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Native Pathways to Education
Alaska Native Cultural Resources
Indigenous Knowledge Systems
Indigenous Education Worldwide

Honoring Alaska's Indigenous Literature

Vivian Martindale
ED 493:
Book Review #5: Children of the Midnight Sun: Young
Native Voices of Alaska by Larry Merculieff

"Children of the Midnight Sun: Young Native Voices of Alaska" by Patricia Brown with photographs by Roy Corral is a 48 page pictorial book with essays by the author including interviews from the perspective of young Native people in Alaska. The book, published by Alaska Northwest Books (ISBN 0-88240-500-4) in 1998, is categorized by the publisher as Juvenile literature as well as Alaska literature (non-fiction). Author Tricia Brown, a non-native, has lived in Alaska since the 70s and has been editor and contributing writer for the Alaska Journal, the Fairbanks Daily News Miner, and the Anchorage Daily News and has authored one other book on the Iditarod race. Roy Corral, a photographer, resides in Alaska. He was educated at the University of Alaska Fairbanks. His photography has been featured in Alaska magazine, the National Geographic, Outside, Forbes FYI, Backpacker, Sports Illustrated for Kids, Alaska Geographic, The Los Angeles Times, National Wildlife, and Nature Conservancy plus other publications.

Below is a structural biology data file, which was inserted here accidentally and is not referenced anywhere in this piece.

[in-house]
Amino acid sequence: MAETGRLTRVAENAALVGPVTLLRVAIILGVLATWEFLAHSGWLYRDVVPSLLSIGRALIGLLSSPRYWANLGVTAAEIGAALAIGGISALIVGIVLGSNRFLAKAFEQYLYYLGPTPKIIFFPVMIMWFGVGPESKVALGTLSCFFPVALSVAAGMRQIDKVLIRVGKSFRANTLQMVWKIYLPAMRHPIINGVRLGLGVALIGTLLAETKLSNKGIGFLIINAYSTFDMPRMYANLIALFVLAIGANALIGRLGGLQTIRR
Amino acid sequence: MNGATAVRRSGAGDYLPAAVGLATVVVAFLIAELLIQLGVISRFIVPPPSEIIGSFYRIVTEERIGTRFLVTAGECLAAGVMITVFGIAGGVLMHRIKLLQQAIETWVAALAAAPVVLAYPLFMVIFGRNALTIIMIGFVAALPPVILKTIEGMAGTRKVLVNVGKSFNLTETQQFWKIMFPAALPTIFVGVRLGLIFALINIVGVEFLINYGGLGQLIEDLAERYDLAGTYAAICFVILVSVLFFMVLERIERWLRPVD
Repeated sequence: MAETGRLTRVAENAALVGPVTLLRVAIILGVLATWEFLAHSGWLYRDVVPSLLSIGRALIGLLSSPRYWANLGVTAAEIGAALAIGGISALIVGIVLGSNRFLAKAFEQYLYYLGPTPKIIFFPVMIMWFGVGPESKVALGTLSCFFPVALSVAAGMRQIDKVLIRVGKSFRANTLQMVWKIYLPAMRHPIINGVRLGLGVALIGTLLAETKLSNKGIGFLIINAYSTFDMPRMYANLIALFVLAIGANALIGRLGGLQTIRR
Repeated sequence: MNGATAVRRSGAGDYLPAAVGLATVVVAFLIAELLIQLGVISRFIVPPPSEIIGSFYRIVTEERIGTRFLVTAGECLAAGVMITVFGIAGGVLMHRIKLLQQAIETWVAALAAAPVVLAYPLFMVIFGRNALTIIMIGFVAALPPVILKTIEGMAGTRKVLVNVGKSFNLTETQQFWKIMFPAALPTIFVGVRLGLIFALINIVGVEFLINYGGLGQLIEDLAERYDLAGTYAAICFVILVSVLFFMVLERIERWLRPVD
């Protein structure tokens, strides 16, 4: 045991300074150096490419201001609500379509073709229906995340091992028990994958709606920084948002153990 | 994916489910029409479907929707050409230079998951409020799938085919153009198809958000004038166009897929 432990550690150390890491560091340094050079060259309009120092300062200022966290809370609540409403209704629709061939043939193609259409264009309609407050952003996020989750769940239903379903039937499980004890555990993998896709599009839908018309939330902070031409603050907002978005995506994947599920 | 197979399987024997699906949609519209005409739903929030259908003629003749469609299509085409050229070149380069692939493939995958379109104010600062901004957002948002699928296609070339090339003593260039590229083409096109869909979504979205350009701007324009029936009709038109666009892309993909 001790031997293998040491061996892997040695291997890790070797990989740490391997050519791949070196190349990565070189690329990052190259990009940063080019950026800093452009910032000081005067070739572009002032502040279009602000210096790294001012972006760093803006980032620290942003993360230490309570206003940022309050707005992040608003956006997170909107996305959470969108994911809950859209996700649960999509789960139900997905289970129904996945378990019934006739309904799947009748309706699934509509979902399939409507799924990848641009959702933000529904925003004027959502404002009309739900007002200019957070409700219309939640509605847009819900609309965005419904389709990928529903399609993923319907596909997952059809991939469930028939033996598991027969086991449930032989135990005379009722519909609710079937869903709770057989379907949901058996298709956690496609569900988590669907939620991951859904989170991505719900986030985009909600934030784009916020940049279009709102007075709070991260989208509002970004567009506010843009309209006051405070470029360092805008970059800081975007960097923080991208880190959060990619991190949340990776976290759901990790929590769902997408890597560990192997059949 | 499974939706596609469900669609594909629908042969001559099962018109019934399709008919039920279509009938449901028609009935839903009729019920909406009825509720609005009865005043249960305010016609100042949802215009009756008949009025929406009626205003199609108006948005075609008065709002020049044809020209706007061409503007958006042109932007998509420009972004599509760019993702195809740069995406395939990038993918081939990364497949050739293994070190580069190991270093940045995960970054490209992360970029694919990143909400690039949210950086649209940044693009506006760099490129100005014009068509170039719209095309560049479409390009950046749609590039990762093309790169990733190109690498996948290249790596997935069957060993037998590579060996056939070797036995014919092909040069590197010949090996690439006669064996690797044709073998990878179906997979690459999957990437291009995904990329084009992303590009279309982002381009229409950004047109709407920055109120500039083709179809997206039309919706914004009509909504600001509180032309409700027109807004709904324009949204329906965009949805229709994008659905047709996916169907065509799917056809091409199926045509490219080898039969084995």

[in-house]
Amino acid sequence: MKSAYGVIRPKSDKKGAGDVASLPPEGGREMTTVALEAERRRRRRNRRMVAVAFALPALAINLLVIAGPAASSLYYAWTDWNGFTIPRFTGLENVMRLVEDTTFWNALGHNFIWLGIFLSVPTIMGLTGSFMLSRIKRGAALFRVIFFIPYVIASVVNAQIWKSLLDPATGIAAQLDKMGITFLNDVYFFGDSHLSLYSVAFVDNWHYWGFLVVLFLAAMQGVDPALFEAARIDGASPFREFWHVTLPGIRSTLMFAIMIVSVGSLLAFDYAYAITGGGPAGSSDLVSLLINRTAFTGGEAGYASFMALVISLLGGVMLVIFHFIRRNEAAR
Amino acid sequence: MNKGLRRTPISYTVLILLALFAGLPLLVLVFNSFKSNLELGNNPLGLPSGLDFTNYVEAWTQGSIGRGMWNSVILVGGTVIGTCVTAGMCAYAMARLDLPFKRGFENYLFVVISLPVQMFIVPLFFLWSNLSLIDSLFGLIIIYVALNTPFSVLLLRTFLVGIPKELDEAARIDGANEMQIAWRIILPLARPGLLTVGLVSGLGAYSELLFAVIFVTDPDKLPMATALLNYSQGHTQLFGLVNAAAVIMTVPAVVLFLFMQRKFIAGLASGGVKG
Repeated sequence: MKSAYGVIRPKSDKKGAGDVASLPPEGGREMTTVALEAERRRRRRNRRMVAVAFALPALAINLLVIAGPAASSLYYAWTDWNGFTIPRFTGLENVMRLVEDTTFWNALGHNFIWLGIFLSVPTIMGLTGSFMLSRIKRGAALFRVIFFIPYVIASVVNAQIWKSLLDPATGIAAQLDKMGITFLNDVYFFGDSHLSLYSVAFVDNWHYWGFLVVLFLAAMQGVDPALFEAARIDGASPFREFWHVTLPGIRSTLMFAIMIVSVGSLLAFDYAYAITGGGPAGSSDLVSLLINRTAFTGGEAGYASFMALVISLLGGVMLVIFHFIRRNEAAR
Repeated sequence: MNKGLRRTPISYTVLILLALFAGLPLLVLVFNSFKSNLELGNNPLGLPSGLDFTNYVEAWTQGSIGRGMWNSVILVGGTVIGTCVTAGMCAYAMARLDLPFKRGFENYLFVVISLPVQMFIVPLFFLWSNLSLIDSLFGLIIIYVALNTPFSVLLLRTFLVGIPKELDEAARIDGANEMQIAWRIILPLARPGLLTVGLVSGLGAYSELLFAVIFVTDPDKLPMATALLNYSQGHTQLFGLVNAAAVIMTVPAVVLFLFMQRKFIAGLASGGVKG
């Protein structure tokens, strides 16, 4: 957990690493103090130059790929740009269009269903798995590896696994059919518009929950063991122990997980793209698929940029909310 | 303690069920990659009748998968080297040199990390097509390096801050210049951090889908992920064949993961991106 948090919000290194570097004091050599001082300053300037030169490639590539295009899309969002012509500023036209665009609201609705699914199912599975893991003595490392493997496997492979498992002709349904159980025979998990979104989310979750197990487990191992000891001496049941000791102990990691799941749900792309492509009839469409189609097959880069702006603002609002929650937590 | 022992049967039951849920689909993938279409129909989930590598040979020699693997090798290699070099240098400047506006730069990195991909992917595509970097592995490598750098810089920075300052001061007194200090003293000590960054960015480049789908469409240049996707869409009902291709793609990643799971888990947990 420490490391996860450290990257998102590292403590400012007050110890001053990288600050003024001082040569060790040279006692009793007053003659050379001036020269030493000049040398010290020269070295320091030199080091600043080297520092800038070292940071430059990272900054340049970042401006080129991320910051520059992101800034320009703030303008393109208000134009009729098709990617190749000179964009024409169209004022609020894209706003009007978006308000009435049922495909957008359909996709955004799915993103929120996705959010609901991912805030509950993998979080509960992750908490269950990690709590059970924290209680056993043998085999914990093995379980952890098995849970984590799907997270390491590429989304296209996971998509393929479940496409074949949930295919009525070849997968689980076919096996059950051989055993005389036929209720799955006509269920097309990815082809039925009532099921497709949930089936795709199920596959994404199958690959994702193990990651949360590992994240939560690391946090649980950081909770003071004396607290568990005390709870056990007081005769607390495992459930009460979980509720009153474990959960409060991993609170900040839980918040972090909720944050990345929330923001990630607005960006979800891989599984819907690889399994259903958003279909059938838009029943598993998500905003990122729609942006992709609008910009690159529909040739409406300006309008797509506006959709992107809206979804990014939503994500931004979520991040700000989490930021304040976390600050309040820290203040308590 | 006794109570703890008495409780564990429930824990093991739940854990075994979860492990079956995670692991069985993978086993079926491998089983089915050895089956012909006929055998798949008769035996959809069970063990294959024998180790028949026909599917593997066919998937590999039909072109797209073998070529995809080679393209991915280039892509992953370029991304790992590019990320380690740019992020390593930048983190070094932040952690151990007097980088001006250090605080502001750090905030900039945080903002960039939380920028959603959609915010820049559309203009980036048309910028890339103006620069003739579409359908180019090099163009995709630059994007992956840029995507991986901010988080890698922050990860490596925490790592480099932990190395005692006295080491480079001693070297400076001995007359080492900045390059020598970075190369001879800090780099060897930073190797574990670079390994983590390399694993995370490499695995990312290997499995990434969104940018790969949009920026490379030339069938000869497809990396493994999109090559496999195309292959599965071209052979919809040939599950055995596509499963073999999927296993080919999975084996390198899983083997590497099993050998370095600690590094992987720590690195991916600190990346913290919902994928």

"Children of the Midnight Sun" has won numerous awards: In 1999, the Publisher's Marketing Association's Benjamin Franklin Award for Juvenile/Young Adult non-fiction. In 1999, it won the Independent Publisher magazine's Ippy Award in Juvenile/Young Adult Nonfiction. In 1998, "Children of the Midnight Sun" won the School Library Journal's Best Book of 1998.

The foreword in the book is written by Aleut Larry Merculieff, co-founder of the Bearing Sea Coalitions and the Amiq Institute, and former city manager of St. Paul Island in Pribilof region and leader in educating the public on worldwide environmental issues. As well, the introduction provided by the author is an essential part of the book, giving readers a political and social background of Alaska Native peoples and important issues both past and contemporary.